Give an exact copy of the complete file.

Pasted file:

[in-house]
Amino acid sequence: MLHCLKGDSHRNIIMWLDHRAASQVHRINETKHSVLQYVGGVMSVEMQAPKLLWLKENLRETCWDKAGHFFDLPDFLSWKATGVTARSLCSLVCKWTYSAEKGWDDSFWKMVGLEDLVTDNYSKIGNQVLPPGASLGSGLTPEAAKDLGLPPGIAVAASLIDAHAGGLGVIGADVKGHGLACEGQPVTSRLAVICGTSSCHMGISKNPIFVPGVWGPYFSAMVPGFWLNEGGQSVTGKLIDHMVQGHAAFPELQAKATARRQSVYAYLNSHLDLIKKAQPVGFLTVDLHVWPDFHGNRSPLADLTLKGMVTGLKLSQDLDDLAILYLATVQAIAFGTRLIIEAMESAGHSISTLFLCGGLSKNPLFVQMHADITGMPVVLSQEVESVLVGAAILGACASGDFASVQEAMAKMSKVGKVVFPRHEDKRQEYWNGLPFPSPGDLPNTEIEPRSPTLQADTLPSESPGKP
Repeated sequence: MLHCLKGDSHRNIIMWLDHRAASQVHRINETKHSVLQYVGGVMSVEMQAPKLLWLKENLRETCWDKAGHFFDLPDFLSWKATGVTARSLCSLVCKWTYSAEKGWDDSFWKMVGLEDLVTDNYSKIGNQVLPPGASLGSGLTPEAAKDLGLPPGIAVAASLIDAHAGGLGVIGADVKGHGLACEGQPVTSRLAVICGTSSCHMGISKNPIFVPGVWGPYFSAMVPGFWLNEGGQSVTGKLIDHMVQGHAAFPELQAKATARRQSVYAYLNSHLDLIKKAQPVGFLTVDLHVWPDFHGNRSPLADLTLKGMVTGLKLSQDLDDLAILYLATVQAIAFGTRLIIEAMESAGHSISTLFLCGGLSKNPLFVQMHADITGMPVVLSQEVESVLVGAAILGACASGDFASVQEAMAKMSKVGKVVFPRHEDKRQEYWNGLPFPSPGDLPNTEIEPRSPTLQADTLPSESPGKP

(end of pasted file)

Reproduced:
[in-house]
Amino acid sequence: MLHCLKGDSHRNIIMWLDHRAASQVHRINETKHSVLQYVGGVMSVEMQAPKLLWLKENLRETCWDKAGHFFDLPDFLSWKATGVTARSLCSLVCKWTYSAEKGWDDSFWKMVGLEDLVTDNYSKIGNQVLPPGASLGSGLTPEAAKDLGLPPGIAVAASLIDAHAGGLGVIGADVKGHGLACEGQPVTSRLAVICGTSSCHMGISKNPIFVPGVWGPYFSAMVPGFWLNEGGQSVTGKLIDHMVQGHAAFPELQAKATARRQSVYAYLNSHLDLIKKAQPVGFLTVDLHVWPDFHGNRSPLADLTLKGMVTGLKLSQDLDDLAILYLATVQAIAFGTRLIIEAMESAGHSISTLFLCGGLSKNPLFVQMHADITGMPVVLSQEVESVLVGAAILGACASGDFASVQEAMAKMSKVGKVVFPRHEDKRQEYWNGLPFPSPGDLPNTEIEPRSPTLQADTLPSESPGKP
Repeated sequence: MLHCLKGDSHRNIIMWLDHRAASQVHRINETKHSVLQYVGGVMSVEMQAPKLLWLKENLRETCWDKAGHFFDLPDFLSWKATGVTARSLCSLVCKWTYSAEKGWDDSFWKMVGLEDLVTDNYSKIGNQVLPPGASLGSGLTPEAAKDLGLPPGIAVAASLIDAHAGGLGVIGADVKGHGLACEGQPVTSRLAVICGTSSCHMGISKNPIFVPGVWGPYFSAMVPGFWLNEGGQSVTGKLIDHMVQGHAAFPELQAKATARRQSVYAYLNSHLDLIKKAQPVGFLTVDLHVWPDFHGNRSPLADLTLKGMVTGLKLSQDLDDLAILYLATVQAIAFGTRLIIEAMESAGHSISTLFLCGGLSKNPLFVQMHADITGMPVVLSQEVESVLVGAAILGACASGDFASVQEAMAKMSKVGKVVFPRHEDKRQEYWNGLPFPSPGDLPNTEIEPRSPTLQADTLPSESPGKP